Apple punts 'Penryn' iMacs
Desktops get latest Core 2 Duo CPUs
Apple has updated its iMac line of consumer desktops, taking the machines' processor into the 45nm era with a set of 'Penryn' Core 2 Duo options. It upgraded the desktops' graphics too.
The standard three iMac configurations again include a pair of 20in, 1680 x 1050 models and a version with a 24in, 1920 x 1200 display. Moving up the line, the Core 2 Duos are clocked at 2.4GHz, 2.66GHz and 2.8GHz, respectively. All three CPUs sit on 1066MHz frontside buses and contain 6MB of L2 cache.
Apple's iMac: now with 'Penryn' processors
Curiously, Intel's price list doesn't currently include 1066MHz FSB Core 2 Duos that also contain 6MB of L2, so these are either 1333MHz desktop parts underclocked, or 1066MHz 'Montevina' laptop processors that Apple's got ahead of the upcoming Centrino 2 launch.
Despite the faster FSB, the iMacs still come with 800MHz DDR 2 memory; 2GB of it in all but the entry-level configuration, which has 1GB. All three desktops have dual-layer multi-format 8x DVD writers, and 250GB or 320GB of 7200rpm SATA hard drive storage.
Graphics acceleration comes courtesy of AMD's ATI Radeon HD 2400 XT chip in the low-end iMac - the other models have Radeon HD 2600 Pros installed. Graphics memory runs to 128MB of GDDR 3 on the most basic model, while the others have 256MB of GDDR 3.
All the boxes have a built-in webcam, 802.11n Wi-Fi and Bluetooth 2.0+EDR. They have mini DVI ports too, but no adaptors are bundled - though Apple has chosen to include a Remote control. The iMac have three USB 2.0 ports - plus two more on the bundled Keyboard - one FireWire 400 and one FireWire 800 port.
Available now, the three machines' prices are £799/$1199, £949/$1499 and £1149/$1799.
Mouse pointer accuracy
I can't be arsed getting into the mac vs PC argument, but if your mouse doesn't stop where it should get a new mouse. I've got three on the same system (one wireless USB, one PS/2 through switchbox, one integrated trackpoint via PS/2->USB converter) and all are accurate.
It's not a problem on other systems running OS/2, NT4, Win 98, any of the SGI boxes or the dozens of machines at work.
In short, there's nothing wrong with mice on PCs.
I'd also note that I plugged my webcam and printer into the computer, it prompted me if I wanted to download the drivers and 10 minutes later they just worked..
Computer 2000 had a nice offer the other week for a Xeon dual core 1.8 Barebones with 250GB hdd, 1GB Ram, DVD writer, etc for £89, add to that a desent GPU, Sound card and RAM, you could probably get a decent machine for < £200
For the true Dell price comparison
As said above at least compare Apples with Apples:
The monitor is not the same resolution, 1280 x 800 is quite different to 1680 x 1050, sure you can increase to the 22" with that res but we're talking a pretty naff monitor here, in my experience the Dell UltraSharp probably do just pip the Apple monitors for colour depth, but they're not an option. Assuming we're happy with the 22" to get the same res, add £30
Multimedia keyboard, add £5
No built in speakers on the Dell, not important to me, but are to someone. £10
Optical Audio output on the Dell? £10 as it's maybe included in the Audigy?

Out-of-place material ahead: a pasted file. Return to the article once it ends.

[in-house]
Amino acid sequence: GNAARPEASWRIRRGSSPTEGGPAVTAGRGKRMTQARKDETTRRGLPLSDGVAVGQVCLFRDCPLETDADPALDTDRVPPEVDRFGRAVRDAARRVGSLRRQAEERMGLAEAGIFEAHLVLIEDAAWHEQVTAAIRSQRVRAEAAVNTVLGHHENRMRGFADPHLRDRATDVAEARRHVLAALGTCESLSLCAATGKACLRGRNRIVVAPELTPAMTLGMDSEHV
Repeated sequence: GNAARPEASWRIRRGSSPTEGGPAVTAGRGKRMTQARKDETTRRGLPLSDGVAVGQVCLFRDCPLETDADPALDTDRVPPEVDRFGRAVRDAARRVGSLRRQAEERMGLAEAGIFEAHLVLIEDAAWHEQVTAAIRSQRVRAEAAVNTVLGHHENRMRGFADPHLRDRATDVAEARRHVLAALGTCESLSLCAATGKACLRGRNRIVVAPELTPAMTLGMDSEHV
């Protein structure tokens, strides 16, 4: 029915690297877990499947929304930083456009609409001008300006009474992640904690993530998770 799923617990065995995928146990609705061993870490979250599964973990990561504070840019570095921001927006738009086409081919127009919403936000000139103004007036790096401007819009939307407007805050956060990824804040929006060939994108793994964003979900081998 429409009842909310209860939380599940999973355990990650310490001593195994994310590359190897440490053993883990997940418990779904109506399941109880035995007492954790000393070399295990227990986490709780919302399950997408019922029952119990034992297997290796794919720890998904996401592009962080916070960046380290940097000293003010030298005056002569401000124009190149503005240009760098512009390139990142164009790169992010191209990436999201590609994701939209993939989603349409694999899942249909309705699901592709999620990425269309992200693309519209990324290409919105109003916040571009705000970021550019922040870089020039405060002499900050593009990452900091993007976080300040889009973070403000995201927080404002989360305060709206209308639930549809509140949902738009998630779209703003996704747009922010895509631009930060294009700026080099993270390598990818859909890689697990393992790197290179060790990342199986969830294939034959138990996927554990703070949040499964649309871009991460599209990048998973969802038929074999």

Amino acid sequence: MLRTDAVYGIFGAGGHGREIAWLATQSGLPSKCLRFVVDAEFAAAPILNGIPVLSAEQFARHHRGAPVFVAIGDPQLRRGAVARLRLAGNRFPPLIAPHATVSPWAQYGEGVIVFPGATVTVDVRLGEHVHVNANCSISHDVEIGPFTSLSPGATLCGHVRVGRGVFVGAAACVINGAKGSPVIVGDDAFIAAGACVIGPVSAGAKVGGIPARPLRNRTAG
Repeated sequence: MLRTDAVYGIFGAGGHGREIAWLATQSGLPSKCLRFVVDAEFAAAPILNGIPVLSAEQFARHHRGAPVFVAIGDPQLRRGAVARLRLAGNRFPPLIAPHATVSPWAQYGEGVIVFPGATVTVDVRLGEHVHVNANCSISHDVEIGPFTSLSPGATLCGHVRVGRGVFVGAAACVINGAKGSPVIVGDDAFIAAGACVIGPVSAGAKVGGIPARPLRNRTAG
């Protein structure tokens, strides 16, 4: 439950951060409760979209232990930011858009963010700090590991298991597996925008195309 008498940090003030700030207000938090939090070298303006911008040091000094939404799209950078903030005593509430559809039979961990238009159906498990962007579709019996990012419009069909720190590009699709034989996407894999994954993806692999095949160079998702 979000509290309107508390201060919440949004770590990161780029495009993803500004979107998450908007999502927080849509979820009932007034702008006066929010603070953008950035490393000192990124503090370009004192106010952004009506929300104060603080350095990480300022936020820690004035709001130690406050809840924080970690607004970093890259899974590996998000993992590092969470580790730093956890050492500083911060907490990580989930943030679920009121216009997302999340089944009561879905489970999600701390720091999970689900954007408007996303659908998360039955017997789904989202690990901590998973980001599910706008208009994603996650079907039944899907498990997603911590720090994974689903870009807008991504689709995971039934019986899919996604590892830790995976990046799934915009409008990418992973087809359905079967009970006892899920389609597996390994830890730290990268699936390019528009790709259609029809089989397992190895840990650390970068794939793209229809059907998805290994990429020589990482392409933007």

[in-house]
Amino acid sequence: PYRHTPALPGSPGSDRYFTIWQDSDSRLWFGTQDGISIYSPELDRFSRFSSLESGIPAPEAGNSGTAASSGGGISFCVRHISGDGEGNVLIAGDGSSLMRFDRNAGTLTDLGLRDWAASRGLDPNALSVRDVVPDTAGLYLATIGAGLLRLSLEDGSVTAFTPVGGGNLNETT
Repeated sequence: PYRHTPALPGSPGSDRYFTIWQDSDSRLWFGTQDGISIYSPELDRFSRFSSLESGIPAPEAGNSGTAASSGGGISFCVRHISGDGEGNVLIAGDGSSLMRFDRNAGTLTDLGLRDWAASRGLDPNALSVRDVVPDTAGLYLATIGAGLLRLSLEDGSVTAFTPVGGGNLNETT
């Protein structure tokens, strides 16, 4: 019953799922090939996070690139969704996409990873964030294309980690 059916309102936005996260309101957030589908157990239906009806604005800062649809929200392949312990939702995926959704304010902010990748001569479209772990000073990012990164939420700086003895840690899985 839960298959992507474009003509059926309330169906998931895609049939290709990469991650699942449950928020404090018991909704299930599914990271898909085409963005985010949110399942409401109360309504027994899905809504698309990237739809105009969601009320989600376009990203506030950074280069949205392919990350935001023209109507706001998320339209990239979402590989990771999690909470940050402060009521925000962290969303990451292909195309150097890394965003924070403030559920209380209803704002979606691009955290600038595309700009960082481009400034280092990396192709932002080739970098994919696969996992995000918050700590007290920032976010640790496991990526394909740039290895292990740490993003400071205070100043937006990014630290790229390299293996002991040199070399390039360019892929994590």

Webcam - £13
Wireless Network - £10
Bluetooth - £20
Firewire - £10
You currently get £60 against a printer from Apple too, so we can add a reasonable printer to the Dell (seen as you can have an HP C4180 for £60, effectively making it free) £40
That little lot comes in at £749.08, which yep it's still cheaper than the iMac.. but then we can talk about built in iLife amongst others, the fact that we don't have to install our webcam, plug everything in and let's be honest it's gonna look a whole lot better in the iMac form.... if you want to remove promo offers too, forego the printer which takes the Mac to the same £799 but the Dell now comes in £789.
I'd rather have a newer, slightly slower processor (seen as the OS will do far better with anyway) and the smaller HDD for the rest of the spec to be nigh on identical.... i get OS X you get an entry level Dell.
But as i said before, take your choice, i'll take mine... but if you're going to draw comparisons, at least make them fair.
@ AC which breaks more
"Obviously the one that has the higher concentration of hardware, which is going to break down more often, 3 macs or a network of PC's, the obvious non sarcastic answer is the PC's, which is going to break down more often, 3 PC's or a network of macs? The mac will break down more often due to a higher concentration of said systems."
It's an old story that I trot out now and again - several years ago I worked in a department with about 30 macs on an Appletalk network spread over 3 floors of a 9 floor building. Management in their wisdom decided to star equipping the rest of the office with computers and went the PC route. in the first few months 3 techies, consultants, call them what you will went about their business - but by the time the first year was up we had a full time staff of 13 people to look after the PCs.
Us macusers? Well, we kept our network, and had a man come in on the fourth Wednesday of the month (in the afternoon) just to make sure everything was still tickety-boo.
And it always was.
And Webster, we're not interested in your "proof". In England Apple is as big (and apparently getting bigger) in the education market as it ever was. I personally worked in 2 schools that were ALL mac and I know of one other where a phased transition to mac is taking place. More businesses are switching to macs - I go into more and more offices where the PCs are in a skip and imacs are on the desks. I can't go in to statistics because I'm not quite so anal as you appear to be.
Just out of curiosity what do PCtards drink - and oh yes, what's Kool-aid?
OSX is a certified UNIX03 OS to clarify an earlier argument listed above. It's listed among other "real" operating systems. :-)